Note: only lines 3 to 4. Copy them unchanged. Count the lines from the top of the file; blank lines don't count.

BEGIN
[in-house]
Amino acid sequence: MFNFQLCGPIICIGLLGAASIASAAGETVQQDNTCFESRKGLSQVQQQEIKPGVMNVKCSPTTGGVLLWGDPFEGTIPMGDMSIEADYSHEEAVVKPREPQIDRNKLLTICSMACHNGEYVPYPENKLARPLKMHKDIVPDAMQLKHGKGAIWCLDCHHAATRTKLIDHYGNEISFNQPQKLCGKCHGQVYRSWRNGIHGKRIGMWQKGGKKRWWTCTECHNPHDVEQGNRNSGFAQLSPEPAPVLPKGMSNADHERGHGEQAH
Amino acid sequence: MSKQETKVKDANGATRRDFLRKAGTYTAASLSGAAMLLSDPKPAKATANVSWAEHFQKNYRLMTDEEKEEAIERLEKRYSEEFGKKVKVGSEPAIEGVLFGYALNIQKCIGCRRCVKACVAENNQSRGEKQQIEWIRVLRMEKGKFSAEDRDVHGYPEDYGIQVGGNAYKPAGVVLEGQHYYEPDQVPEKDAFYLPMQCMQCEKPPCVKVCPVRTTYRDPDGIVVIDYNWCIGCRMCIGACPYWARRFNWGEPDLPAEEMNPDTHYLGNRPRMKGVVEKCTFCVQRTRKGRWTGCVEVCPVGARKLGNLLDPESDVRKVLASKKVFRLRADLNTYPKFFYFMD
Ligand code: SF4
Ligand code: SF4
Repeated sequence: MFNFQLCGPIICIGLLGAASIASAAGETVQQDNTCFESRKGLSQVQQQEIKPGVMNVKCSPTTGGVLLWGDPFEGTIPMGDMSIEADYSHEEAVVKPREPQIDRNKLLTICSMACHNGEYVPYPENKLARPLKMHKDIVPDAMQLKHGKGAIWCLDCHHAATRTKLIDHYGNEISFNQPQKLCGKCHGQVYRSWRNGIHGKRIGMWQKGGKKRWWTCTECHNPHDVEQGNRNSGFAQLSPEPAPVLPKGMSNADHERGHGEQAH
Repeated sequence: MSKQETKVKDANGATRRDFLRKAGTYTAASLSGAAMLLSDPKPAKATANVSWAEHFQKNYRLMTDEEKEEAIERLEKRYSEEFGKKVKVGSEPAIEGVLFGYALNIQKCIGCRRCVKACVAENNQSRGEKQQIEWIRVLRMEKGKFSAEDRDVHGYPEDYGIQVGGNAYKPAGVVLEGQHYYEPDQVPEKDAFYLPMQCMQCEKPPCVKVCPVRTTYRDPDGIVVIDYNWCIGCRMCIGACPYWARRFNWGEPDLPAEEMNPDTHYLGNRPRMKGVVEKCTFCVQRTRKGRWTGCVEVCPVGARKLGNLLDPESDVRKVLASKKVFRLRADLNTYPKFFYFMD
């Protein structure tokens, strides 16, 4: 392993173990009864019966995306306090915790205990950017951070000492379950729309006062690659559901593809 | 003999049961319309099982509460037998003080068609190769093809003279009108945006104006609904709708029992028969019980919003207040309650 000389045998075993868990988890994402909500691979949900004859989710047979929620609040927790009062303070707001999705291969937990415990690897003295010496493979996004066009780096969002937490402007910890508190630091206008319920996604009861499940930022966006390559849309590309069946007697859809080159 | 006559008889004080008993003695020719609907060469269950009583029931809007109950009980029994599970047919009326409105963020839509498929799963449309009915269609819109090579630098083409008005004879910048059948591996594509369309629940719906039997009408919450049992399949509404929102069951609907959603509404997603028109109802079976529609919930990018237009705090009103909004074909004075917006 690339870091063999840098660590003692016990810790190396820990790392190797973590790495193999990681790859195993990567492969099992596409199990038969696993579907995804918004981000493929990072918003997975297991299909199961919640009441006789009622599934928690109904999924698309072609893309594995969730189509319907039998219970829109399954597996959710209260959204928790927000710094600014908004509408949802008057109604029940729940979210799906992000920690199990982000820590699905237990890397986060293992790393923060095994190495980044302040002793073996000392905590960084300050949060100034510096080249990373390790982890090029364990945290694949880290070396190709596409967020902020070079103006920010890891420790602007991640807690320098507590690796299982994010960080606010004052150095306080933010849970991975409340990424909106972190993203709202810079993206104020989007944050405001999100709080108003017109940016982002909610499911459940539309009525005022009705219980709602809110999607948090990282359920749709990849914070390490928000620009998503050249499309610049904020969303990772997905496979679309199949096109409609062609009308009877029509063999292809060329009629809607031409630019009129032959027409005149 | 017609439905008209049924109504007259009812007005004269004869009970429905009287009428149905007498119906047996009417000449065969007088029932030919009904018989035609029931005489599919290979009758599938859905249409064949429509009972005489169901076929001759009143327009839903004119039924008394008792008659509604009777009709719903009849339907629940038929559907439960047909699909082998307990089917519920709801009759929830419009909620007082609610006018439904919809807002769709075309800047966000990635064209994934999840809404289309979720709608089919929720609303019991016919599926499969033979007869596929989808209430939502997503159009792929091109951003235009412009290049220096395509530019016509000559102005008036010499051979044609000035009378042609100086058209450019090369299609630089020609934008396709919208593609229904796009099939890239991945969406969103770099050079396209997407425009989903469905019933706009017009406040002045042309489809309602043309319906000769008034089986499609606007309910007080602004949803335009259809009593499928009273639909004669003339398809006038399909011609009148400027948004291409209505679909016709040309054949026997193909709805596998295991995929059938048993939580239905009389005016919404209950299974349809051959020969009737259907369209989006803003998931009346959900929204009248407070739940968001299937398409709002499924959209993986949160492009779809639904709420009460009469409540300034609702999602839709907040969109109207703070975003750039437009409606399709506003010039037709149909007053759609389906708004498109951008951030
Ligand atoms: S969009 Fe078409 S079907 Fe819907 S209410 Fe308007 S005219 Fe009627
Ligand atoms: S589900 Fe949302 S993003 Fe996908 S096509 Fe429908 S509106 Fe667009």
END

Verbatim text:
Amino acid sequence: MSKQETKVKDANGATRRDFLRKAGTYTAASLSGAAMLLSDPKPAKATANVSWAEHFQKNYRLMTDEEKEEAIERLEKRYSEEFGKKVKVGSEPAIEGVLFGYALNIQKCIGCRRCVKACVAENNQSRGEKQQIEWIRVLRMEKGKFSAEDRDVHGYPEDYGIQVGGNAYKPAGVVLEGQHYYEPDQVPEKDAFYLPMQCMQCEKPPCVKVCPVRTTYRDPDGIVVIDYNWCIGCRMCIGACPYWARRFNWGEPDLPAEEMNPDTHYLGNRPRMKGVVEKCTFCVQRTRKGRWTGCVEVCPVGARKLGNLLDPESDVRKVLASKKVFRLRADLNTYPKFFYFMD
Ligand code: SF4